In this file:
· Opinion: California Declares War on Pork
· Opinion: Pork producers and bacon lovers, stop squealing over California’s new animal welfare law
California Declares War on Pork
Ryan Lanier, WasteWatcher, Citizens Against Government Waste
Jan 11, 2022
The WasteWatcher is the staff blog of Citizens Against Government Waste (CAGW) and the Council for Citizens Against Government Waste (CCAGW).
Among the many laws that took effect on January 1, 2022, was a California law prohibiting the sale of pork, eggs, or veal that fails to meet strict state standards. The law, which establishes demanding requirements for the living conditions of livestock, promises to drive up already high pork prices and threatens the availability of pork throughout the state of California.
In 2018, California voters overwhelmingly passed Proposition 12, the Farm Animal Confinement Initiative. Under the law, no business owner in California may sell meat from “a covered animal who was confined in a cruel manner, or is the meat of immediate offspring of a covered animal who was confined in a cruel manner.” The statute requires that each pig must have at least 24 square feet of space to avoid qualification as a covered animal from confinement in a “cruel manner.” Although the law applies to veal calves and hen-laying chickens as well and many producers in those industries have taken steps to conform, compliance places the greatest burden on pork producers.
Since its adoption, the law has come under attack from various meat producers who warn about the impact the law will have on the state. Analysis of a similar California law passed in 2008 on changes in animal confinement led to a decrease in the supply and number of eggs produced in California, higher egg imports, and increased egg prices. As a result of the passage of Proposition 12, CNN Business reported, Californians could find even fewer options in the grocery store and learn that some pork products are “too expensive for lower-income people, further limiting their access to proper nutrition.” Promoted in the name of animal welfare, this law will negatively impact both the financial and physical health of the people of California, in particular those with lower incomes.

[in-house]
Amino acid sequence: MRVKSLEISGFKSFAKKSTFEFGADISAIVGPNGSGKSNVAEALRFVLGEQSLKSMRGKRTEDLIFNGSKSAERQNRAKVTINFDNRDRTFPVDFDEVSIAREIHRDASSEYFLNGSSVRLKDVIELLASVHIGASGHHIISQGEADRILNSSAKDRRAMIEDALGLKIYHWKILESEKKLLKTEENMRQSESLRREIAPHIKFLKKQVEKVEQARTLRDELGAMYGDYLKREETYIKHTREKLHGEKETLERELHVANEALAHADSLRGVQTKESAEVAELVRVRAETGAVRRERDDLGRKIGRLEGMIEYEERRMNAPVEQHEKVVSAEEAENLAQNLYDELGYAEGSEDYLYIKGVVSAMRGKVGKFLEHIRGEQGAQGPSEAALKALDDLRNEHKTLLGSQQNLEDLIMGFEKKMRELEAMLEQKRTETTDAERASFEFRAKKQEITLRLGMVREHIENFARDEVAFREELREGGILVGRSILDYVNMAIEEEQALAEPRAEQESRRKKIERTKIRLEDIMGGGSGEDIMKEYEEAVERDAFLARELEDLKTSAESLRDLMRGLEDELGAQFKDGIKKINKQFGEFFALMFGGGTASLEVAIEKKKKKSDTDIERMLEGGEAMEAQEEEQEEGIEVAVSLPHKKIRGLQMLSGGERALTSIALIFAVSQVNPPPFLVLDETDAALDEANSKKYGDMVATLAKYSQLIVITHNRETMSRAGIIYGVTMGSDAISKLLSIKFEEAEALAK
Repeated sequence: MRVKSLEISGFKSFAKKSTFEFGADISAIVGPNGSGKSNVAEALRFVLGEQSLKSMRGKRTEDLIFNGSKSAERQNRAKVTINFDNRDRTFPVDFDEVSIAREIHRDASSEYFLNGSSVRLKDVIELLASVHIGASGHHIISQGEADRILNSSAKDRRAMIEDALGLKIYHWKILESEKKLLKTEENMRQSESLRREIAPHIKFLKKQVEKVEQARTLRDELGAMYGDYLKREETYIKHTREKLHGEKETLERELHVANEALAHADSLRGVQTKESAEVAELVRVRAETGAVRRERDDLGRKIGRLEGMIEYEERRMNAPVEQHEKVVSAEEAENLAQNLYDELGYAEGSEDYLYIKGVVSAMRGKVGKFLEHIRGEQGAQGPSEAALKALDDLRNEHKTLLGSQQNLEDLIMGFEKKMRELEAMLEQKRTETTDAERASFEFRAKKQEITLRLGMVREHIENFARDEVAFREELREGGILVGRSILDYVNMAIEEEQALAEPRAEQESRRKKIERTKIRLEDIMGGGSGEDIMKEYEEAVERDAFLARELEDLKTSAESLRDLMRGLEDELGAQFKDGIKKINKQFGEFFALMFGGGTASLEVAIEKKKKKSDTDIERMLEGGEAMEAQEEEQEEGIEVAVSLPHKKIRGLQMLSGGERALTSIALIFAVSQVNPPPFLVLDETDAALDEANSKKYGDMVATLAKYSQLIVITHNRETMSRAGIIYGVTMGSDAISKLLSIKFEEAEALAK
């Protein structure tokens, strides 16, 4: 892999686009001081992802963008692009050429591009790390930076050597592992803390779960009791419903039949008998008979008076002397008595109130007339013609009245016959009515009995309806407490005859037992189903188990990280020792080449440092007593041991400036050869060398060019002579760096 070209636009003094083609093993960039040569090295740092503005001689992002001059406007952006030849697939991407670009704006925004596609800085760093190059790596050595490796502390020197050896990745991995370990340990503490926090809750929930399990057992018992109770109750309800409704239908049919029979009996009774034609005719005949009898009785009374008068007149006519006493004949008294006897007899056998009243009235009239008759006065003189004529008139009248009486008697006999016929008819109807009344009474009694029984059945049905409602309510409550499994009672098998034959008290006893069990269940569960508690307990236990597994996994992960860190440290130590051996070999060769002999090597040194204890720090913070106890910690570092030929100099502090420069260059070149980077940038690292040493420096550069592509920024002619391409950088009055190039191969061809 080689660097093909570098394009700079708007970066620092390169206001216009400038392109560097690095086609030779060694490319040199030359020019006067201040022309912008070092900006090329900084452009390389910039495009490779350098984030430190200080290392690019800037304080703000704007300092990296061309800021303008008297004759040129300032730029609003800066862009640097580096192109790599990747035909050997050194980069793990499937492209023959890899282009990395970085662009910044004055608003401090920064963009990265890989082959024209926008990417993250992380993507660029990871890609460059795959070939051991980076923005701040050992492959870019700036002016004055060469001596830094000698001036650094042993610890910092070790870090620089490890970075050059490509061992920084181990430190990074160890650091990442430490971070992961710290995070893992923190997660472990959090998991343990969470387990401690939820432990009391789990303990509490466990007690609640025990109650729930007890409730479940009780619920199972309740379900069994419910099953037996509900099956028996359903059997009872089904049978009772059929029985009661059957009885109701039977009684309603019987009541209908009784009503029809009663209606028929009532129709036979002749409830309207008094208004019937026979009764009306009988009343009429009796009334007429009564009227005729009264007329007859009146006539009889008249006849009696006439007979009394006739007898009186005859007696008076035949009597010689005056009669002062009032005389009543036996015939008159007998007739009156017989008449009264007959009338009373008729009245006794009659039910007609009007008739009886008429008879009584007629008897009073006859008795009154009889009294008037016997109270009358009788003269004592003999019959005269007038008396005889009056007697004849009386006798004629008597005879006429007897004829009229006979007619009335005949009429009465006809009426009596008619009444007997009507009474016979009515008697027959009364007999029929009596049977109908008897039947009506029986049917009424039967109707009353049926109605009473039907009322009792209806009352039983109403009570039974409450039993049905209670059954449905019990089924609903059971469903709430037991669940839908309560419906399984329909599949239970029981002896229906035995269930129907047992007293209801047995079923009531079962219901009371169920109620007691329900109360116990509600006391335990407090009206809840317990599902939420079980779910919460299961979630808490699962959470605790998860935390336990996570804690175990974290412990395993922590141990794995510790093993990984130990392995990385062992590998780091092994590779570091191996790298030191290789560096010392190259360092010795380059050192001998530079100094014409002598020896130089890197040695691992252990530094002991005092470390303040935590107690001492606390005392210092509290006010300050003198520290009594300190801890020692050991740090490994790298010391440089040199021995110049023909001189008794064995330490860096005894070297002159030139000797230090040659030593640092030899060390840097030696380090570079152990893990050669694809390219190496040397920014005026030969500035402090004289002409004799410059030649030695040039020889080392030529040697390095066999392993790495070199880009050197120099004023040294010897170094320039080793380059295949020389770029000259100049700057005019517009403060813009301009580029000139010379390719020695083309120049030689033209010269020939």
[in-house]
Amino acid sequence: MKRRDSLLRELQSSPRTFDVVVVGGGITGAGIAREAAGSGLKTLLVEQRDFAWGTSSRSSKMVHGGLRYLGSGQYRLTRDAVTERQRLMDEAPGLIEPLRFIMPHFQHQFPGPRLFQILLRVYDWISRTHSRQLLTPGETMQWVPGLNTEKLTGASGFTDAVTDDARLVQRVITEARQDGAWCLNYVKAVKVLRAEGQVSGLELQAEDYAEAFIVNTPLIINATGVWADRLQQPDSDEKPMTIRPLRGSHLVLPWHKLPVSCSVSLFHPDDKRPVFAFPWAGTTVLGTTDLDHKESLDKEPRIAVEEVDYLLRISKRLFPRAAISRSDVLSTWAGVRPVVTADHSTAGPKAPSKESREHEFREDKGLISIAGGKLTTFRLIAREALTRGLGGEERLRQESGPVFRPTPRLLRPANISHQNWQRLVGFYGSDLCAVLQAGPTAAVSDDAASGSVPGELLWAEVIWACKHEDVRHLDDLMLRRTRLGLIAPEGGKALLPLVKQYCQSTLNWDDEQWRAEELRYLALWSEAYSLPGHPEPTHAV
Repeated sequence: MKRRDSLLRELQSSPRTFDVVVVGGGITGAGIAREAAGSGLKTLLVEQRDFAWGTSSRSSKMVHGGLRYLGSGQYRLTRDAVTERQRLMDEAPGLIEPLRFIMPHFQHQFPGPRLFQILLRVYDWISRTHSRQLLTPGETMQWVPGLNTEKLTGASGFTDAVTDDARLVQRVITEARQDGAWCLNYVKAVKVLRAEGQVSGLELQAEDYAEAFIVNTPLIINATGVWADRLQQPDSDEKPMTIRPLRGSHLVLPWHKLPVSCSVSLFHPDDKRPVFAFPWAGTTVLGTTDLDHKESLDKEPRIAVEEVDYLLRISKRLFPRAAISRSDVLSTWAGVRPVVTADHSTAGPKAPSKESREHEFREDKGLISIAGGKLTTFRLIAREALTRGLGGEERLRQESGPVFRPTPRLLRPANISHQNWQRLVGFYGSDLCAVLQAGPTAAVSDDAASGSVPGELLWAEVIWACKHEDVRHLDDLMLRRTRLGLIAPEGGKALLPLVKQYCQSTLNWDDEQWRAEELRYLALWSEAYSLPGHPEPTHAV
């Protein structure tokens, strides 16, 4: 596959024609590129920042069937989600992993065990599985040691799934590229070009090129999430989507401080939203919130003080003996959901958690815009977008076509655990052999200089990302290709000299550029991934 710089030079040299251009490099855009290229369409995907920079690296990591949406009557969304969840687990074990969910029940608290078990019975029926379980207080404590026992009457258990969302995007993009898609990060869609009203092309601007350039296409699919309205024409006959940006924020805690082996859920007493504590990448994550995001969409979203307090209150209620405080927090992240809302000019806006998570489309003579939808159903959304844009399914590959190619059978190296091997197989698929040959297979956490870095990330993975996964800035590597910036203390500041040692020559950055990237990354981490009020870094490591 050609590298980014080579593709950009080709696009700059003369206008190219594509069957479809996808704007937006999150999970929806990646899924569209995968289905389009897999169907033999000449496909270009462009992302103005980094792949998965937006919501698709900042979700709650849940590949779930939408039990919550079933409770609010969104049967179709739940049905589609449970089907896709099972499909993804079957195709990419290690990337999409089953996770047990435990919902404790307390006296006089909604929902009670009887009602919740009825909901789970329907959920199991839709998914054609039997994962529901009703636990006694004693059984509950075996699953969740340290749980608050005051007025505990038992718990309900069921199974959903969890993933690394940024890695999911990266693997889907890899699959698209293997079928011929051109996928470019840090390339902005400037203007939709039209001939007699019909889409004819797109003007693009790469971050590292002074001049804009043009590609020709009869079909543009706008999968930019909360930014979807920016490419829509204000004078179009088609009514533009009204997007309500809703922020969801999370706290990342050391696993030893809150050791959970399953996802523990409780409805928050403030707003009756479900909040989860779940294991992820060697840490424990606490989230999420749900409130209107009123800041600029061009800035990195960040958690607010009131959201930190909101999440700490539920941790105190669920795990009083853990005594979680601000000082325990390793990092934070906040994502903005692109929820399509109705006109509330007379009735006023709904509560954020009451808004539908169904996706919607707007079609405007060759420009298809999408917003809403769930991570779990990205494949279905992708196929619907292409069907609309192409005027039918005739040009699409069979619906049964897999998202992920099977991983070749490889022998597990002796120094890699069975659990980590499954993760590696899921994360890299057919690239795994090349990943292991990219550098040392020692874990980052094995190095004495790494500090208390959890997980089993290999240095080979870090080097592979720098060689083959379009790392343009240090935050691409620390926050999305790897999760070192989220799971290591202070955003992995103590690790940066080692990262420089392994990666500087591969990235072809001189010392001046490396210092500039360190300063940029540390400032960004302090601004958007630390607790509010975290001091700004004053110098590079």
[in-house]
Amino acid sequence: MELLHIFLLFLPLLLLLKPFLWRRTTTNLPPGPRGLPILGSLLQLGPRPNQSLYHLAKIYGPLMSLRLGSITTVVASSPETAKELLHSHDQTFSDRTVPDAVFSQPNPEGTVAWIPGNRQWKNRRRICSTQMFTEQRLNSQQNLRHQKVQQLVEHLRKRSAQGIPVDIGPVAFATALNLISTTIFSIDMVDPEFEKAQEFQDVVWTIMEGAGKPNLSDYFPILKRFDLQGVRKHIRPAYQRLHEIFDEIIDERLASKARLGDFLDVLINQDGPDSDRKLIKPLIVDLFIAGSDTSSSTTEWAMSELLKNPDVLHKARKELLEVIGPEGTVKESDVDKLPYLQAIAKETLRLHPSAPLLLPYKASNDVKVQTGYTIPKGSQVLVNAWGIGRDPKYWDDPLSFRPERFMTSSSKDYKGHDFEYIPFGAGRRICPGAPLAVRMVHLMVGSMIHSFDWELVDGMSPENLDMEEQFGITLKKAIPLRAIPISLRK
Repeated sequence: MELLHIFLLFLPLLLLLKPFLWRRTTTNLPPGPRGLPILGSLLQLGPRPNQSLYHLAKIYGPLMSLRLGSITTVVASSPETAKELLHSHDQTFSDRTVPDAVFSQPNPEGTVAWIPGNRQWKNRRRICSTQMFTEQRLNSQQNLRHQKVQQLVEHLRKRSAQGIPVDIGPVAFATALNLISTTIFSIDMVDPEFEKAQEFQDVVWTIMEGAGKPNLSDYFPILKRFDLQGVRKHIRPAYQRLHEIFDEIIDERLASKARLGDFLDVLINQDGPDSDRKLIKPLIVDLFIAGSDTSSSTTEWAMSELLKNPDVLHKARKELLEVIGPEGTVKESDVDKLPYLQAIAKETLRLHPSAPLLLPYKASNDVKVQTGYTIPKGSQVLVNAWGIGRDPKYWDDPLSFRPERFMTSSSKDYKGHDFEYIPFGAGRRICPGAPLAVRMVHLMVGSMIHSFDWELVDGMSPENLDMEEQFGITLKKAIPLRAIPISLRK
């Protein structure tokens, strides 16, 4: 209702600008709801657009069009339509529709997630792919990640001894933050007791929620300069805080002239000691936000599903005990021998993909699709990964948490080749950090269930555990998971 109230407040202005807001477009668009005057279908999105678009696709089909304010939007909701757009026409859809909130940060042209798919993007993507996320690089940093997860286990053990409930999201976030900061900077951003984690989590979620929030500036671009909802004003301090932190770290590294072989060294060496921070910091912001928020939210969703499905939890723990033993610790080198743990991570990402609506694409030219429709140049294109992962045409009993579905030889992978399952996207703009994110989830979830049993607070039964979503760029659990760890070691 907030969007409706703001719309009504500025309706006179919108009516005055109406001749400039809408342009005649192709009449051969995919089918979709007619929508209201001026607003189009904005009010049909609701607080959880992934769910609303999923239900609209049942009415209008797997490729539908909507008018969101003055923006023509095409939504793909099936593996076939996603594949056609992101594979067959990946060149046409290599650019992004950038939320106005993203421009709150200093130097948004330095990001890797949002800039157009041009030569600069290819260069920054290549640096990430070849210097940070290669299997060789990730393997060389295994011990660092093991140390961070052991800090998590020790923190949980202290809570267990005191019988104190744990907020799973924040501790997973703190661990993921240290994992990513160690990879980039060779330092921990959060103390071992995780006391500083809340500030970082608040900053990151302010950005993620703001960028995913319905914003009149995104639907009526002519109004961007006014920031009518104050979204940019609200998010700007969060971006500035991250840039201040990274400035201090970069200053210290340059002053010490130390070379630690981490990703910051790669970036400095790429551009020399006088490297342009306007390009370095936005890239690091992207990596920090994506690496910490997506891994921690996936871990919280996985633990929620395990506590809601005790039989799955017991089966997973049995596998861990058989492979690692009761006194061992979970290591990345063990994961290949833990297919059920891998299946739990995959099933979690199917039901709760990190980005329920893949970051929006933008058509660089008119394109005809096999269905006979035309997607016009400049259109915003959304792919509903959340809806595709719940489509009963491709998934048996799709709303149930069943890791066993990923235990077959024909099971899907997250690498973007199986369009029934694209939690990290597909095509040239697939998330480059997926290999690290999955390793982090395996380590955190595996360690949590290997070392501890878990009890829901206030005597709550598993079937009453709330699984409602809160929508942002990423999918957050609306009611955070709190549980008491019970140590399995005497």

Like many other California laws, this law applies far beyond the state’s borders. Under the law, business owners may not sell any domestic or imported pork that fails to meet the state’s conditions. As a result, out of state pork producers, who provide 98 percent of California’s pork, will either be forced to change their business practices to meet the state’s stringent standards, or stop selling their products in the state. The Golden State alone accounts for 15 percent of the pork sold in the United States each year. According to the American Legislative Exchange Council (ALEC), less than 5 percent of America’s pork producers currently adhere to California’s strict new standards. To continue selling pork in the state, out of state producers will have to undergo drastic changes to their operations. Consequently, California’s effort to reform livestock conditions will allow one state to dictate policy for the entire nation...